“I’m sorta amazed that they’re not fucking crazy,” said Robert Ford, America’s chief diplomat in Syria in an atypically undiplomatic moment.
Ford was discussing how impressed he is with those standing up to the regime of Syrian dictator Bashar al-Assad, and specifically his amazement at how the “many [who] have been in prison for years and years, often in solitary confinement” have mentally persevered under trials that would have broken lesser men.
“The street protestors and the street protest organizers just amaze me for their sheer courage,” he raved of the regime opponents more generally. “I don’t think Americans can really get a grasp on really how dangerous this is, to go out on these streets with this army and these thugs.”
Nominated in 2010 by President Obama to be America’s first ambassador to Syria since 2005, Ford ran into opposition from Senate Republicans who didn’t think America should assign the state sponsor of terrorism an ambassador. But President Obama circumvented Senate opposition and gave Ford a recess appointment. He arrived in Damascus at the beginning of 2011, immediately before protests erupted against Syria’s dictatorial regime.
Since then, the regime has killed more than 2,700 Syrians and injured many more, according to the United Nations Commission on Human Rights.
In an extensive interview with The Daily Caller from his mission in Syria, Ford detailed the difficulties of being an ambassador in Syria at this moment of tumult, his quest to bear witness to the evil of the Assad regime and what a post-Assad Syria might look like.
While Ford says he “can move around Damascus very easily,” he says he has to “ask for permission” if he wants to leave the capital — requests the Syrian government routinely denies.
“I have asked for permission to visit five cities in the past week and every request has been rejected,” he lamented. “So when I go out, and I ignore it, I always get this very stern warning that there will be consequences.”
Though defying the regime carries risks, Ford says sitting at his desk all day would be “the worst thing you can do.”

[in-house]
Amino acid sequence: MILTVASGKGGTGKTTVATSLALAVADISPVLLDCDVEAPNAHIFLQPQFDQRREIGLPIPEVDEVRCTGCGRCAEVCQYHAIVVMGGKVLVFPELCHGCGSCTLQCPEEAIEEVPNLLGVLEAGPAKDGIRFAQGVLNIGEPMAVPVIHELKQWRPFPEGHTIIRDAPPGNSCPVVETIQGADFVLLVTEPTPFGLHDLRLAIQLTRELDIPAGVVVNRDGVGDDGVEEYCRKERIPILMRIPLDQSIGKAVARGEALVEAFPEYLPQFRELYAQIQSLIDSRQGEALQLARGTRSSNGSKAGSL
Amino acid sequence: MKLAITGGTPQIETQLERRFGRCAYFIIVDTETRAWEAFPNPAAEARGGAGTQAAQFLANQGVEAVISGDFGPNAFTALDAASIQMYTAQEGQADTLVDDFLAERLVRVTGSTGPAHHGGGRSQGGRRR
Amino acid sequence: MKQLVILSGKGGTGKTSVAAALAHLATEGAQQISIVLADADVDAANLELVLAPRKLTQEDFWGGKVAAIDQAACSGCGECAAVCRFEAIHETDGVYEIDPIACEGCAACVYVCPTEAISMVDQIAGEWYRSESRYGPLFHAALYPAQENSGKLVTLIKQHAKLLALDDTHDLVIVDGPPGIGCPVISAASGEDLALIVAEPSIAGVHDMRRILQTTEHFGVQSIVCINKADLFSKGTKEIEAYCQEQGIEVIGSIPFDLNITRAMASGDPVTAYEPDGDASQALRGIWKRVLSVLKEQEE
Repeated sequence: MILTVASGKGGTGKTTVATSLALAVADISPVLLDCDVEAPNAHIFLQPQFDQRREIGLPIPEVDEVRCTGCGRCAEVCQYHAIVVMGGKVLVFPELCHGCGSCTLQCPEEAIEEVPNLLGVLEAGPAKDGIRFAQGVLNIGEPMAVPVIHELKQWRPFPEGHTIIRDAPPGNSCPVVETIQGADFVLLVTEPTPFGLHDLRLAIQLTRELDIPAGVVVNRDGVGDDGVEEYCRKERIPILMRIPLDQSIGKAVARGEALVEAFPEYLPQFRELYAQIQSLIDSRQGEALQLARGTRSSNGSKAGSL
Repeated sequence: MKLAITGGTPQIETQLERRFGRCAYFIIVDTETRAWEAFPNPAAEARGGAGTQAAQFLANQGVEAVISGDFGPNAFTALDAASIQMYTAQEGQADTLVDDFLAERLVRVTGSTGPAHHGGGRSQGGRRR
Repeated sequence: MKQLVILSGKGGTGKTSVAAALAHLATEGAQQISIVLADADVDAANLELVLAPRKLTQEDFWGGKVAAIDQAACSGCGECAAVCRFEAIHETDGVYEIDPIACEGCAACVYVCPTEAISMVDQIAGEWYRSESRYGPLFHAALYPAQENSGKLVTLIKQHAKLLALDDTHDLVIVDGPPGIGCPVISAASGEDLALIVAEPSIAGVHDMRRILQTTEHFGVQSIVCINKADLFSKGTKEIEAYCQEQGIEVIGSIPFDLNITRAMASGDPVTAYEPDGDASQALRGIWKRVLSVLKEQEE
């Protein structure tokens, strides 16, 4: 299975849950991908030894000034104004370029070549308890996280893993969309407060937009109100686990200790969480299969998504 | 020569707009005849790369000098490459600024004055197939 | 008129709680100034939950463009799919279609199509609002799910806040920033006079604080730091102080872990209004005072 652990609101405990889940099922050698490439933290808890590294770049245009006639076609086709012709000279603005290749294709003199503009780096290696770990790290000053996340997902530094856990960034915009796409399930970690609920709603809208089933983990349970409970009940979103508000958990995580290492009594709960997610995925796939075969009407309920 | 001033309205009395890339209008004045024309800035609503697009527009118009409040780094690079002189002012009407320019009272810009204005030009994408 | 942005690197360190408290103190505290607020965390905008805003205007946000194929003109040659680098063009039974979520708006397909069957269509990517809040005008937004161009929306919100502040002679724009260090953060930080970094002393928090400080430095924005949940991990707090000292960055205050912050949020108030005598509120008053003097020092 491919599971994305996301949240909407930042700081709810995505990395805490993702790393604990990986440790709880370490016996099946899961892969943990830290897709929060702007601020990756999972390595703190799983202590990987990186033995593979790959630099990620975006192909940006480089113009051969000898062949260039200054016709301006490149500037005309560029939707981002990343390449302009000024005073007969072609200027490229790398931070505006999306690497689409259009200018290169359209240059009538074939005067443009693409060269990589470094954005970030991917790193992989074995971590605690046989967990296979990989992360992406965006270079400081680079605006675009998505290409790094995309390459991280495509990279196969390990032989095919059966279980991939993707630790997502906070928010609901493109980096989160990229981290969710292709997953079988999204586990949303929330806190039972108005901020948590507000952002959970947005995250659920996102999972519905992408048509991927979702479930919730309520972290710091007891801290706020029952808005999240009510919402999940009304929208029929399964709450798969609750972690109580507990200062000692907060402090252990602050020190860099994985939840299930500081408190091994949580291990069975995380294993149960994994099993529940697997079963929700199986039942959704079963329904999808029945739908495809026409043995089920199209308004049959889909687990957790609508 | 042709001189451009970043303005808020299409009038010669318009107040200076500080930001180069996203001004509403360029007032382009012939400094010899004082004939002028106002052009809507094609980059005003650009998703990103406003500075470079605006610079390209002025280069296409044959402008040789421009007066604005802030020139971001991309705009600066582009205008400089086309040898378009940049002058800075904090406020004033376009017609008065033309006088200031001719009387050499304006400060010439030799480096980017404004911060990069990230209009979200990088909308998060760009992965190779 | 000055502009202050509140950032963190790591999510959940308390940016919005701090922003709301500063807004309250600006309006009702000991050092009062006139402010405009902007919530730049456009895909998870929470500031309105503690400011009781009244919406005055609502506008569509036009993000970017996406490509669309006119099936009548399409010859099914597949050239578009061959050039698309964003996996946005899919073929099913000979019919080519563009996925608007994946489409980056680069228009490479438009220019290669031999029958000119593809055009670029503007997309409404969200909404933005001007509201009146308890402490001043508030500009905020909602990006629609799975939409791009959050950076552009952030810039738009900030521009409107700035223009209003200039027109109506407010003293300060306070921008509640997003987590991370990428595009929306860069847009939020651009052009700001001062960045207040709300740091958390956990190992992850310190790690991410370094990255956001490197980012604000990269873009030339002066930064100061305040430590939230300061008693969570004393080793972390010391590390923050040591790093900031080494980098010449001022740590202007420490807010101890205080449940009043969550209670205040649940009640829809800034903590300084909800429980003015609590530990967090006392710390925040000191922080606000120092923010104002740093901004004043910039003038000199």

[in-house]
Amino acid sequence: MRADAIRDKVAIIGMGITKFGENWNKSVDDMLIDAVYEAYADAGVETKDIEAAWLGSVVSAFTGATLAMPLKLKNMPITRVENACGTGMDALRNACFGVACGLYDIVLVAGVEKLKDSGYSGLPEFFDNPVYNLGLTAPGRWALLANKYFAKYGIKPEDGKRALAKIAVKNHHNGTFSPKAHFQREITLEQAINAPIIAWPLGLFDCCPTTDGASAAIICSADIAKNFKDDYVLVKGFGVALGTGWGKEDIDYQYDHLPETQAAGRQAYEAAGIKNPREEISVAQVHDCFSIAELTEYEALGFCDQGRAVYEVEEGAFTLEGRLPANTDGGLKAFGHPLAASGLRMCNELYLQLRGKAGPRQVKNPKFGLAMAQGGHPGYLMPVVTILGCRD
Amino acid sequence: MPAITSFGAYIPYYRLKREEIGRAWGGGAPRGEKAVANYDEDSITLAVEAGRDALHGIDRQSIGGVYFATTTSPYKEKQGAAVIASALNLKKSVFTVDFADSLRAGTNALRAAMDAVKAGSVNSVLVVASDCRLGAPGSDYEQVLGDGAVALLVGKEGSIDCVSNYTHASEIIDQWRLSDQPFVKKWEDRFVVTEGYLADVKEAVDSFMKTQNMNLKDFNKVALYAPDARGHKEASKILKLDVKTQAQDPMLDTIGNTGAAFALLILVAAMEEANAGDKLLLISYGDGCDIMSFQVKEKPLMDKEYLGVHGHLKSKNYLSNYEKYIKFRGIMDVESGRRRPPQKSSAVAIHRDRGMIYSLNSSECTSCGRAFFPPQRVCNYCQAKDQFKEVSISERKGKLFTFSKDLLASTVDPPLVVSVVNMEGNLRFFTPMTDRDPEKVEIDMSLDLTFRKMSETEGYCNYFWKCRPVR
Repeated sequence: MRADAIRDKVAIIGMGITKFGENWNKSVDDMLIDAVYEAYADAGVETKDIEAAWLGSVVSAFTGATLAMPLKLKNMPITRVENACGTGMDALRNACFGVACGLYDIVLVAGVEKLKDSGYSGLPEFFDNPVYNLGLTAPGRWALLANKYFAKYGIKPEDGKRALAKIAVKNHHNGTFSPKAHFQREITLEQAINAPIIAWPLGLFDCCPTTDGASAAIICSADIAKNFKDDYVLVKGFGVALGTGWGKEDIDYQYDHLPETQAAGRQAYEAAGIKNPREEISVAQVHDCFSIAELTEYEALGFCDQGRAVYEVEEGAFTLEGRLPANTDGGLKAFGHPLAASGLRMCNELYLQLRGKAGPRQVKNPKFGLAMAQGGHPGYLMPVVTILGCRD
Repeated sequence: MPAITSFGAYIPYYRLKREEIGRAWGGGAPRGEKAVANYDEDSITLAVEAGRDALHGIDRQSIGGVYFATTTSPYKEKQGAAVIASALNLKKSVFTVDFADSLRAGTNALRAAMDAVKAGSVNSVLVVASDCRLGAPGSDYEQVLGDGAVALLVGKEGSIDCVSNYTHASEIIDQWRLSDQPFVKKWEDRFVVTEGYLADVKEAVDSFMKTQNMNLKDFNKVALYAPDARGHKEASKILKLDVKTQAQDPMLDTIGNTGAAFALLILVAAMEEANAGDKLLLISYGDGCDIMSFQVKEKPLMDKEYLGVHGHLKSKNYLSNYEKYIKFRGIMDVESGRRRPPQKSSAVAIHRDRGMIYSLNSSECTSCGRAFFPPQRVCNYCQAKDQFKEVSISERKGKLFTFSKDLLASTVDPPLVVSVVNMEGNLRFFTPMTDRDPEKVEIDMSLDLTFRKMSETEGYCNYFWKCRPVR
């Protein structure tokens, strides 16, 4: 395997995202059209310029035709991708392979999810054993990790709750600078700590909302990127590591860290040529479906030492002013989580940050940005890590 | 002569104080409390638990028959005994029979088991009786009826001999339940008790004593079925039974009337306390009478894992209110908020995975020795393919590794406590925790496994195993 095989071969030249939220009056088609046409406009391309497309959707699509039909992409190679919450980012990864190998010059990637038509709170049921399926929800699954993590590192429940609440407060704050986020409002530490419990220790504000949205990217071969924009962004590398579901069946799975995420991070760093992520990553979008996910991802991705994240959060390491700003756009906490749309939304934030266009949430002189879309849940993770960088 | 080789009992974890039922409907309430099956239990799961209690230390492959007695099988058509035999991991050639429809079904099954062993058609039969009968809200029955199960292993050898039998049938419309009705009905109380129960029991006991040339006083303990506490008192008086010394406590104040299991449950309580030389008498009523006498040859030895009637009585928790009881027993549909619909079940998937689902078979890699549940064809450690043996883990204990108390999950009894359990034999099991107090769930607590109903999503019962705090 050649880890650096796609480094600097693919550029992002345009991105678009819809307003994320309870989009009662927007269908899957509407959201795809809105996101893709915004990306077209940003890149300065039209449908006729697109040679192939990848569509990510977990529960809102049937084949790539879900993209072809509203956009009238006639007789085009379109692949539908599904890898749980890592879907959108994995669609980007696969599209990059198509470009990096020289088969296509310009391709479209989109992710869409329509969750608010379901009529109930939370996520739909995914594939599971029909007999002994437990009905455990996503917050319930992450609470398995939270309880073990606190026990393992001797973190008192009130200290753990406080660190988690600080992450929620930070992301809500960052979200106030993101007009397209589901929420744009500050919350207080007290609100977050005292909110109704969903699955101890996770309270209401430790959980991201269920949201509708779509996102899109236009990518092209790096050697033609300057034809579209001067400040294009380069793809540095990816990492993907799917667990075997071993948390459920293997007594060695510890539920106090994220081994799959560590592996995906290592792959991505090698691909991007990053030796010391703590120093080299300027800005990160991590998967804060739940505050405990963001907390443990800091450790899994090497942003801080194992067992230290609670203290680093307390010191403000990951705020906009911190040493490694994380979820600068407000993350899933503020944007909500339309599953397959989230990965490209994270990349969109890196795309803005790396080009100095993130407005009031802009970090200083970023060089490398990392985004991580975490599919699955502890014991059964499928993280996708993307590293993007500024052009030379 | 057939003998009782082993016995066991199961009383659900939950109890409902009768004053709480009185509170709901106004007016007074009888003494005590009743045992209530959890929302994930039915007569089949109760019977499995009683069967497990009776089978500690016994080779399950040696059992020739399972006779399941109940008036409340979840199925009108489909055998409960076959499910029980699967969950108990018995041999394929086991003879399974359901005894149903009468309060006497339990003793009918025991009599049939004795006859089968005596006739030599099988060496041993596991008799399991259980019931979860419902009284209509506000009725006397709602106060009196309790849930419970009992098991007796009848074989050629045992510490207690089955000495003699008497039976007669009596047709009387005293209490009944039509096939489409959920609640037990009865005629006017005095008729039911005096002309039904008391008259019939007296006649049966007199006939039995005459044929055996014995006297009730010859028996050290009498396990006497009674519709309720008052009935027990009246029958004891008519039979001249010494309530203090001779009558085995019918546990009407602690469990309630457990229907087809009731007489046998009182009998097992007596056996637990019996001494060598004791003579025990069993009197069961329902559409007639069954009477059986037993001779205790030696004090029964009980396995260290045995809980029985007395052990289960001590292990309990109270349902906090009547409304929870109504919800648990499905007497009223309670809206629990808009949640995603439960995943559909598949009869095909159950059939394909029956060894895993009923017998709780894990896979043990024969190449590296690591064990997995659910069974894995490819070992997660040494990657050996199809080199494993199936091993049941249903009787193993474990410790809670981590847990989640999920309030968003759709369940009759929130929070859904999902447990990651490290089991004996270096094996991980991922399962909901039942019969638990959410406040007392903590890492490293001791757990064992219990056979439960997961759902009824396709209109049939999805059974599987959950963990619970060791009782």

“At a certain point you just say, I do the best planning me and my security teams can do, and then you go out there and you do it.”
Ford has made multiple trips outside of Damascus to meet with protesters and bear witness to Assad’s brutality, most notably a visit in July to the Syrian city of Hama. In 1982, Bashar-al Assad’s father, Hafez, massacred tens of thousands of people in Hama while attempting to put down opposition to his regime. But Ford said that a massacre on that scale is unlikely today given how modern communication has made it near impossible to cover up.
“I think the technology of modern communication has overruled the government’s capacity to just kill,” he explained. “It doesn’t work. And I mean, the protestors, unlike 1982, are fully aware that the international community is watching them.”
Also significant, Ford said, is his presence as a personal representative of the American president, which is why he says it is imperative the Senate officially confirm him.
“Lower level diplomats are great, but they don’t carry the weight, they don’t carry the prestige of the president’s personal representative,” he explained.
If the Senate doesn’t confirm Ford, his recess appointment will expire at the end of the year.